Deutsche Bahn

How Finite Element Analysis aids the design process

ESG's Lead consultant discusses about FEA

ESG's Lead consultant for FEA & Structures, Graham Street, discusses how finite element analysis (FEA) aids the ESG Rail design process...

What exactly is Finite Element Analysis?
Finite Element Analysis (FEA) is the name for a computational method, which allows components or assemblies to be structurally analysed. ESG Rail, the experts in rolling stock consultancy, use FEA for calculating stresses, deflections and natural frequencies of components.

Basically, FEA is used to prove that a component, like a handrail, is structurally acceptable and meets the required railway regulatory standards i.e. the part is able to take the load forces that it is likely to encounter on a day to day basis.

FEA is not only used in mechanical and electrical engineering, but is widely used in civil engineering. The software can also be used for predicting temperature, EMC emissions, fluid and gas flow and crash performance.

Above: Class 185 engine coolant pipe modal analysis


How FEA has changed over the decades

I have been using FEA for 15 years and have noticed some major changes over this time. The FEA software was initially created in the 1960’s, but could only be applied to relatively small models.

British Rail developed their own version in the 1970’s and dominated the rail market for nearly 20 years. This software ran on colossal sized computers that took hours to create their analysis. This made FEA extremely frustrating and time consuming to use.

These days, the FEA industry is dominated by specialist software companies, who have invested large amounts of money into research, resulting in improved and more efficient software versions. Now, large models can be run on a laptop PC in a fraction of the time that such modelling would have taken in the 1980’s.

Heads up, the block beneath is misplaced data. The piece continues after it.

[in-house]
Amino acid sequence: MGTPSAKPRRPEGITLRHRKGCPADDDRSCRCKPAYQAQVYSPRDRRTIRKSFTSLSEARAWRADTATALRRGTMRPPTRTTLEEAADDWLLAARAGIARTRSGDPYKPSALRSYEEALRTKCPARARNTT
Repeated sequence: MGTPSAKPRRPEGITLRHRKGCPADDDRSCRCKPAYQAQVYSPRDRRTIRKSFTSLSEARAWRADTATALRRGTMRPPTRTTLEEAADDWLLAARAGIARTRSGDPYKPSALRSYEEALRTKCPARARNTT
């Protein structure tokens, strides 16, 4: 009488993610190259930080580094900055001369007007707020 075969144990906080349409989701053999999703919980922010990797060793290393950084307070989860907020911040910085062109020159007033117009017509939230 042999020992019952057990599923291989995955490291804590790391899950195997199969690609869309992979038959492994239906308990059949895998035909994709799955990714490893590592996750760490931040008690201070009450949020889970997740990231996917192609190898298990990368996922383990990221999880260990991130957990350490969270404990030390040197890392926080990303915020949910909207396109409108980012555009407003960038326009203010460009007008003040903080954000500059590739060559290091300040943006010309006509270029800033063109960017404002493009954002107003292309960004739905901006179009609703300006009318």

How do I use FEA in my role?

Firstly, a 3D model is supplied for the item that requires analysis. This is either produced by the CAD designers or supplied by a customer. The model is imported into Ansys Spaceclaim, which is used to simplify and remove unnecessary features and then is normally mid planed, unless it is a complex shape or a casting.

Mid planning converts a 3D plate into a single sheet at the mid surface of the component. The mid-planing allows faster analysis, whilst maintaining accuracy. The model is then imported into the FEA Software Analysis Workbench. The model is setup by specifying:-
The restraints

  • How the component is supported        
  • The connections
  • How the individual items are joined together
  • The loads required (accelerations, loads and pressures)

The software then subdivides components by meshing into small parts known as finite elements. This converts the model into a grid with individual elements. The 2D elements utilise the plate thickness. The results of the analysis allow us to prove that a design meets the required standards and that the part will perform as required.

FEA is commonly used these days to analyse complex structures, although hand calculations can still be used. However, these can be complex, time consuming and not as accurate as FEA and they can only assess specific locations in a structure, whereas FEA shows the stresses in the whole structure.

Above: Class 66 Coupler Support. This plot shows a coupler support frame for an emergency coupler fitted to a Class 66 locomotive.



For more information on ESG Rail’s FEA capability, contact Graham Street, Lead Consultant FEA & Structures (

To receive more information on ESG Rail’s Technical Consultancy capability, contact Paul Butterworth, Head of Engineering (


Above: A Senior Mechanical Engineer carrying out finite element analysis